Online selling of counterfeit goods: Countering the courier
Provided by Adams & Adams
Adams & Adams is an internationally recognised full-service corporate law firm, based in South Africa. Our leadership position as one of the largest intellectual property law practice’s in the southern hemisphere, and a... more
Topics Criminal Law | Intellectual Property Law
17 May 2021
The considerable diversion of consumers from shopping malls to online trading platforms, further driven by the Covid-19 pandemic, presents huge challenges to authorities in stopping unlawful goods from being distributed. Amazon took welcome initiative last year when they filed two separate joint US law suits with Valentino and KF Beauty against four companies and 16 individuals for selling counterfeit versions of the last mentioned copied products on Amazon’s market place website.
Most prominent e-commerce retailers in South Africa have measures in place to remove advertisements for counterfeit goods from their websites via takedown notices. However, there is a more concerning trend where unscrupulous counterfeit goods dealers are simply creating their own websites and extending their sales to other social media platforms like Instagram, Facebook market-place and even messaging platforms such as Whatsapp and Telegram. The perfume industry, in particular, has been targeted with adverts popping up everywhere with the most prominent brands. In some cases, the advertisements make deceiving claims that the products are “rejects” to convince customers to ignore the suspiciously low prices.
To compound the headaches of brandholders, online counterfeit goods dealers mostly make use of independent courier companies to deliver the counterfeit products to customers. One particular courier company, recently identified as the delivery medium in a case where an online trader sold counterfeit perfumes, has depots in eight provinces. This company further allows for customers to print their own labels and for easy and quick payment methods like e-wallet. Although the customer application form makes provision for details like the company name, VAT and registration numbers, it is unclear what verification process is followed by the courier company in this regard. Through investigations, our investigator placed an order for a counterfeit perfume, which was delivered to him by the independent courier. The label applied by the counterfeit goods dealer, had the address details of the said company redacted. To add insult to injury, the details of the company on the package was “Dropawf T/A…”, which raised further doubt as to the verification process implemented by the courier company (if any). Fortunately, the online trader did such a bad job at redacting its address details, that the address was still legible which made further contemplated legal correspondence to the courier unnecessary.
However, in the context of tracing online counterfeit goods dealers and the base of their operations, this raises serious concerns and challenges. The informal structure described above, will enable online traders to “set up shop” at any location and, arguably, even enable them to arrange for collection of the illicit goods from a premises not linked to the trader. It will not be practical for brandholders or their attorneys to merely lodge a search warrant application for the faceless, untraceable counterfeit goods dealer. In many cases, the contact numbers provided by the online traders on the websites cannot be traced by any online searches and were not properly registered through the RICA system (the so-called “burner phones”). Due to privacy concerns, most companies will refuse to disclose the details of customers/clients, unless the seeker is able to make the request through law enforcement (usually in terms of S. 205 of the Criminal Procedure Act) which may take a considerable amount of time.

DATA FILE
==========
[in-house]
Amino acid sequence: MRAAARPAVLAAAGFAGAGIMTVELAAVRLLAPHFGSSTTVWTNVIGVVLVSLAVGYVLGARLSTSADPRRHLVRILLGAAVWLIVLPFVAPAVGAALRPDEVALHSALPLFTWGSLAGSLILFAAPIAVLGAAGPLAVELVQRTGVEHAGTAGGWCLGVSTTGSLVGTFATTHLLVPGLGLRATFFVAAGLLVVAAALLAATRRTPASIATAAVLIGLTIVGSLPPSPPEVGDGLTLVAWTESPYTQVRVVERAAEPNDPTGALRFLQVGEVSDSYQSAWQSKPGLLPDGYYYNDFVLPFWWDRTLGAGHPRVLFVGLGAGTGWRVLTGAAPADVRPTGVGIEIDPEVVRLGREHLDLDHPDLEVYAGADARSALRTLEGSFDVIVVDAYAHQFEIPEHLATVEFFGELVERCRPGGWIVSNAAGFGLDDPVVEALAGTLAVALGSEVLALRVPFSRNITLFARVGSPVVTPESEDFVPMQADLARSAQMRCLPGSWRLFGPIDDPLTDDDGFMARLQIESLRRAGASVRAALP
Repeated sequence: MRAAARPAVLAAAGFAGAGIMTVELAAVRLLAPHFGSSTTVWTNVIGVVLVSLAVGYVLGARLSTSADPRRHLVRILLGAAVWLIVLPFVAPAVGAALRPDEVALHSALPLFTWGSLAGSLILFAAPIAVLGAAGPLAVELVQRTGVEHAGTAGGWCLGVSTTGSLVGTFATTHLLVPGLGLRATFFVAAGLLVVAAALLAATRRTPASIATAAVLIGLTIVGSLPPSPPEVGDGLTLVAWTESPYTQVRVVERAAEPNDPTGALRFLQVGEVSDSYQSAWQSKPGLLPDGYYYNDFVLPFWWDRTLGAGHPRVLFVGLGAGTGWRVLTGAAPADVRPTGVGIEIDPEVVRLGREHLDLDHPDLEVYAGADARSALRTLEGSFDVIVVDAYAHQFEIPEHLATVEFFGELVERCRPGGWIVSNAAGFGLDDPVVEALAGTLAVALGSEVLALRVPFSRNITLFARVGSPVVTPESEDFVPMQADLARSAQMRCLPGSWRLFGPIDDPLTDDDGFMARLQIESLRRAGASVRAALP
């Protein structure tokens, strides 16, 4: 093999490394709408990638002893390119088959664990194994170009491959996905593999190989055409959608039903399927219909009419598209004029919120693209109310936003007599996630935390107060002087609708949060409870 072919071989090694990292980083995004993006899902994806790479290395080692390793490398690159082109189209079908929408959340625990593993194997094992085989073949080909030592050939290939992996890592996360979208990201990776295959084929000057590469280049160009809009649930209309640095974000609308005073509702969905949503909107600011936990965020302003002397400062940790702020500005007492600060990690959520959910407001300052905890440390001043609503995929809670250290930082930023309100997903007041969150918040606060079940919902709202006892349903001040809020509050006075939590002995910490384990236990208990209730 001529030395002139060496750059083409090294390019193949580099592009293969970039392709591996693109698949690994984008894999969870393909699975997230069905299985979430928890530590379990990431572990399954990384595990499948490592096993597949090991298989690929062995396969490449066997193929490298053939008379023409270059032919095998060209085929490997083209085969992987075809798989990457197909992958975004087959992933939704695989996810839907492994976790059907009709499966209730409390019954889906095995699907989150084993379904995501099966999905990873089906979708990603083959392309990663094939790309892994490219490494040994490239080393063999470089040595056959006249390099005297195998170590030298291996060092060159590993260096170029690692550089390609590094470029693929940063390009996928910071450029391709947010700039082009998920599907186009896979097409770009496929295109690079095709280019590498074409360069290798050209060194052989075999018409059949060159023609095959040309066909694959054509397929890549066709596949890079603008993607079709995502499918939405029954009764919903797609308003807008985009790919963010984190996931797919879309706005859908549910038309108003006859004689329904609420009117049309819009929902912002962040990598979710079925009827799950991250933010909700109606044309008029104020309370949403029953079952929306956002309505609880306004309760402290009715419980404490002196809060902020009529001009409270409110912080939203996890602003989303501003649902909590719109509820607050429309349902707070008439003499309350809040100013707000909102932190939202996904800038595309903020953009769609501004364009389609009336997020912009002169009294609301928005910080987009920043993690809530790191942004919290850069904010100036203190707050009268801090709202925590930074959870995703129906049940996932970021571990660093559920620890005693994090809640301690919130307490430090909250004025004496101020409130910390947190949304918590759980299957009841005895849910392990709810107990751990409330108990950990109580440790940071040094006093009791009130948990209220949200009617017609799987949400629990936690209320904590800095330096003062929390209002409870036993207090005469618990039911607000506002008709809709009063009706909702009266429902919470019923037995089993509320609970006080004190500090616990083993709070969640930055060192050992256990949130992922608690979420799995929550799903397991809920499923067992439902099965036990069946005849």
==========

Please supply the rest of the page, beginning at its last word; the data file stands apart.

So what are brandholders to do (other than simply taking down the website only to witness two more popping up the next day)? The Counterfeit Goods Act specifically authorises and entitles “interested persons” to obtain court orders compelling third parties to disclose the source(s) of the counterfeit goods, as well as the identity of the persons involved or ostensibly involved in the dealing process. There is case law that supports a legal argument for this information to be sought from a third party who is in possession thereof, where this information will enable the interested person to take legal action against the actual counterfeit goods dealer.
However, a proper legal basis should be laid for this demand which further necessitates proper prior investigations. Online dealing in counterfeit goods has changed the enforcement landscape dramatically and the brandholders who fail to adapt their strategies will suffer the most damages in the process. What the purchasing public should also realise is that dealers in counterfeit goods have long since moved on from selling only counterfeit clothing articles. Although some people may be shrugging their shoulders and argue that there may be more pressing criminal offences and claims to pursue, just imagine the mixture of possible harmful chemicals contained in perfume items. Now go a step further and imagine counterfeit goods dealers extending their operations to counterfeit pharmaceuticals…maybe even unauthorised Covid vaccines…
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Jan-Harm Swanepoel is a partner in the Anti-Counterfeiting Department. He obtained his LLB from the University of Johannesburg, completed his articles and joined the Department of Justice as a public... Read more about Jan-Harm Swanepoel